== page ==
Wednesday, January 21, 2015

Dawn wall - conquered!

Dawn Wall - conquered!
Casey Handmer

On January 15 2015 Tommy Caldwell (36) and Kevin Jorgeson (30) managed to complete their groundbreaking Dawn Wall project. Begun by Caldwell in 2007 with Jorgeson joining in 2009, both climbers routinely spent weeks to months each year encamped in tiny hammock-tents thousands of feet off the ground as they worked on mastering the project.

Like every other slab of stone in Yosemite Valley, El Capitan has been climbed by more than 100 distinct routes, most involving the use of 'aid', mechanical systems to help the climber. Purists within the sport prefer to climb 'free', that is, with hands and feet and ropes only to catch a climber if they fall. At which point they generally begin again from the bottom of that section.

Like every other big wall climb, the Dawn Wall is broken up into multiple sections (32 in this case) or 'pitches' approximately as long as the 200' rope the climbers use to belay each other. What sets the Dawn Wall apart is the extreme technical difficulty of the climb. The central six (out of 32) pitches are the hardest - each individually as tough as the hardest walls you would find in any gym, and all thousands of feet from the ground. Over New Year Jorgeson struggled for a week with pitch 15, tearing skin from his finger tips during a traverse rated 5.14d in difficulty, so hard perhaps only a few dozen climbers in the world could ever repeat it.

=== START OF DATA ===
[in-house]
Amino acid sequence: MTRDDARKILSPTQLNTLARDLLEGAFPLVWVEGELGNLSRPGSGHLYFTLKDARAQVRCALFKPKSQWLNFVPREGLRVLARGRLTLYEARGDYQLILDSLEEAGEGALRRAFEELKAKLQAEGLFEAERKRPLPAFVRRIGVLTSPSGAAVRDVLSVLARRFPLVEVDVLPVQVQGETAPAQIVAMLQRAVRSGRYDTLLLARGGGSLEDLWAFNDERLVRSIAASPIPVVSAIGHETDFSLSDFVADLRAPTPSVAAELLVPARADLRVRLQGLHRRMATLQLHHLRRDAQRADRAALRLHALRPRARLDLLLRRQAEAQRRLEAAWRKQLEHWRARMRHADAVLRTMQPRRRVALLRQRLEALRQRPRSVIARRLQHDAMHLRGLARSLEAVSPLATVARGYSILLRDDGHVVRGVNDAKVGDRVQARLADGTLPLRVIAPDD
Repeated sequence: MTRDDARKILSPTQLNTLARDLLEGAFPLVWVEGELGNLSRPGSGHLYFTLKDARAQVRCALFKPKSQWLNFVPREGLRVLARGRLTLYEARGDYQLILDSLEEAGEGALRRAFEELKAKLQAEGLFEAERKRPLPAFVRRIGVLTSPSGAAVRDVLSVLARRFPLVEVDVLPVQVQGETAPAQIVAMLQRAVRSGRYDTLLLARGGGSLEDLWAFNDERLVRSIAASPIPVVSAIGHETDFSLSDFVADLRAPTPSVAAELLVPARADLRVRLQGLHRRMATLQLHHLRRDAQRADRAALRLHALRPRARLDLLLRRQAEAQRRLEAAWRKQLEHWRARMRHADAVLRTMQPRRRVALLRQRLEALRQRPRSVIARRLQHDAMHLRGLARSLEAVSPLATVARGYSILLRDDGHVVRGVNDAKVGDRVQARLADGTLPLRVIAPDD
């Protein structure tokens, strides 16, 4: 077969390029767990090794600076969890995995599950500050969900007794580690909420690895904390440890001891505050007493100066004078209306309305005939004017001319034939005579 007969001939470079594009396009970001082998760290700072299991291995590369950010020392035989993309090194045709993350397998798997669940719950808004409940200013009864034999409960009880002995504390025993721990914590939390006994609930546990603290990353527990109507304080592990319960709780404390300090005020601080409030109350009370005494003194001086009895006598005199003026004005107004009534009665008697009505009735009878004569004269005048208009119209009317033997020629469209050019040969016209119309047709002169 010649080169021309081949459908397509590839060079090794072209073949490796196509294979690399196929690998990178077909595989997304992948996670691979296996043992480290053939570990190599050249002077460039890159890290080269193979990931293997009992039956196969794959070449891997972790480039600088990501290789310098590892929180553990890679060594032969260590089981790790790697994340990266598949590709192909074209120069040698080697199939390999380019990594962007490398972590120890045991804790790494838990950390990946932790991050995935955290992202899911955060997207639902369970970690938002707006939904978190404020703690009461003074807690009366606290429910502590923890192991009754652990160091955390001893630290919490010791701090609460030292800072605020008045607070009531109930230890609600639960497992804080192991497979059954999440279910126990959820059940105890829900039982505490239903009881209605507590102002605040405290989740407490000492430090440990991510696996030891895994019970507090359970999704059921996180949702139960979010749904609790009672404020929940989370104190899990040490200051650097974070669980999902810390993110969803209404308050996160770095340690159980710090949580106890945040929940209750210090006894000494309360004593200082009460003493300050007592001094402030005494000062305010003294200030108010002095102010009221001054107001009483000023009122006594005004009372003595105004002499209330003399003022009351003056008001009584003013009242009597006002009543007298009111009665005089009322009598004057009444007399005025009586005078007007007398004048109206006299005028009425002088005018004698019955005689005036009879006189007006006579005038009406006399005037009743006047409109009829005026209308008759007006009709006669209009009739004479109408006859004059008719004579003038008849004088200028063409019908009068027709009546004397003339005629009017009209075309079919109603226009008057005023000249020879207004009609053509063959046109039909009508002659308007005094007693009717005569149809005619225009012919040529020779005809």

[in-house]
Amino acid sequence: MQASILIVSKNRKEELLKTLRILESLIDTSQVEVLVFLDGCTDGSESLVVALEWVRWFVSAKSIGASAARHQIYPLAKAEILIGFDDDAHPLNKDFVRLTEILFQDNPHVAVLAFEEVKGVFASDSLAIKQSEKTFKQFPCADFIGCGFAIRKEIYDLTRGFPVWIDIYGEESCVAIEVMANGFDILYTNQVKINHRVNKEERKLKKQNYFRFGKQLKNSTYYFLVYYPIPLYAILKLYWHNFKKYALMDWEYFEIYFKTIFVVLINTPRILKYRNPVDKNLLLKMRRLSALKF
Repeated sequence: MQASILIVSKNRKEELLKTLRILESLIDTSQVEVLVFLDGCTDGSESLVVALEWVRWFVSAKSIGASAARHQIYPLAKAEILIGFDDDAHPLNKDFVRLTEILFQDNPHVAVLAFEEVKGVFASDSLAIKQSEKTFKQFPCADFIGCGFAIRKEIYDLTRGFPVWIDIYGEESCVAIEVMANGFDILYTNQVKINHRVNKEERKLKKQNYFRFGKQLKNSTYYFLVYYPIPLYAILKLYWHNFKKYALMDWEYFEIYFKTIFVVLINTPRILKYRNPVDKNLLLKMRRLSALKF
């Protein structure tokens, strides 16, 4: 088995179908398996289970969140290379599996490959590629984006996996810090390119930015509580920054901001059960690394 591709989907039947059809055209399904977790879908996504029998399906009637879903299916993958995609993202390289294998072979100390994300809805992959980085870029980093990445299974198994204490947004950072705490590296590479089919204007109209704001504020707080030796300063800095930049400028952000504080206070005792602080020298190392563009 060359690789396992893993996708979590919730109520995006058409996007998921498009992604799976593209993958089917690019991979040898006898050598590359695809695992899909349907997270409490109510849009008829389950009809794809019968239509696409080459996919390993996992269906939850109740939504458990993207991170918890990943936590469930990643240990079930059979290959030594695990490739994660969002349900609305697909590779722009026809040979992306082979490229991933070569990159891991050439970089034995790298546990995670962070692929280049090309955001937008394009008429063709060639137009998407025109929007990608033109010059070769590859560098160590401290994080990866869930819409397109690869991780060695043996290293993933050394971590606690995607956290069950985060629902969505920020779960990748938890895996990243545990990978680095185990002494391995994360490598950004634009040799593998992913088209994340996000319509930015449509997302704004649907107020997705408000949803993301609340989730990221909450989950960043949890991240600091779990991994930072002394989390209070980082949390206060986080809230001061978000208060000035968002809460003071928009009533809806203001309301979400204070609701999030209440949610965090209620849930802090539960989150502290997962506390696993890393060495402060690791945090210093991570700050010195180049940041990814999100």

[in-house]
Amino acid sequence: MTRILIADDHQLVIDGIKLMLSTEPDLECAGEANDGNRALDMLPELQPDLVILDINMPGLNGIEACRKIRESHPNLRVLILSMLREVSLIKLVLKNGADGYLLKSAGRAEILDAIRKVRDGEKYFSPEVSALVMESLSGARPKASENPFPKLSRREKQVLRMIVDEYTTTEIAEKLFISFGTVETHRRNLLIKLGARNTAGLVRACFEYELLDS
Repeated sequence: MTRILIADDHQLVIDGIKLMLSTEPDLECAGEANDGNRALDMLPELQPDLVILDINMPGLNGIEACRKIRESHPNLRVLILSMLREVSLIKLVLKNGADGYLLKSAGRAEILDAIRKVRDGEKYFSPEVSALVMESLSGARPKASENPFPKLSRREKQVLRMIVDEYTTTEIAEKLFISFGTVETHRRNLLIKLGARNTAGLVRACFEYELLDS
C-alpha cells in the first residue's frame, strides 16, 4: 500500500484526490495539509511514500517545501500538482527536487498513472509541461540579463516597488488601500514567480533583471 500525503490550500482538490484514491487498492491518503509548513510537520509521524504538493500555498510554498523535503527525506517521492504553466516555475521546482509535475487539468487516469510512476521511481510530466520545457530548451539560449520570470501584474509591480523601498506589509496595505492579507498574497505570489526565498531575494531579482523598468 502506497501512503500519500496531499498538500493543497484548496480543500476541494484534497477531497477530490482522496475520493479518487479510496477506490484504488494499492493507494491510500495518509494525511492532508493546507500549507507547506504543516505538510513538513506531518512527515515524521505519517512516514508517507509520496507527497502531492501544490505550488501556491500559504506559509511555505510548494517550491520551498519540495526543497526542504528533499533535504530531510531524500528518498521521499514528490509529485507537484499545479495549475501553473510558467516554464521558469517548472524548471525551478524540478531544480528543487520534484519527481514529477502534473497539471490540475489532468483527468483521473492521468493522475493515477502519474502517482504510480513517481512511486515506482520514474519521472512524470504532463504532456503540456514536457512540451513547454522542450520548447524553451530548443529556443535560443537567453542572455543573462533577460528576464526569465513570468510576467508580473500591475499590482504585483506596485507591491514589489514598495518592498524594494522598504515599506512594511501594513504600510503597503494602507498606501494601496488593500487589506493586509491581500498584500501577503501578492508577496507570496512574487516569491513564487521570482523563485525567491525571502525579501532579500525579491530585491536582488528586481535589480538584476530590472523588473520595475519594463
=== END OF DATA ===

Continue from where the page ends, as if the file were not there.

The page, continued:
When a crucial hand hold snapped in 2012, pitch 16 went from difficult to impossible. Their nearly 3000 foot route up the slab stymied in the middle by eight feet of blank rock with nothing to stand on. Caldwell and Jorgeson realized the only solution would be to jump, the handholds on either side no bigger than a door frame and made of razor sharp granite.

While one of (if not) the hardest climbs ever completed, the Dawn Wall is more of a beginning than an end. Previous generations of climbers celebrated the free climbing of El Cap by the least challenging (and then only possible) routes. Today, top climbers often spend years developing routes that are deliberately challenging in keeping with an emerging aesthetic that favors bold, audacious lines.

On the completion of this nearly decade long project, Jorgeson said "this is not an effort to "conquer". It's about realizing a dream. I hope it inspires people to climb their own Dawn Wall." Looking forward to a shower and walking on flat ground after 19 days, Caldwell remarked "I would love for this to open people's eyes to what an amazing sport this is. I think the larger audience's conception is that we're thrill-seekers out there for an adrenaline rush. We really aren't at all. It's about spending our lives in these beautiful places and forming these incredible bonds."

Short video of one of the crux pitches: 

Photo credit Instagram @TommyCaldwell

In this Jan. 5, 2015 photo provided by Tome Evans,
Photo credit: Tom Evans (AP)

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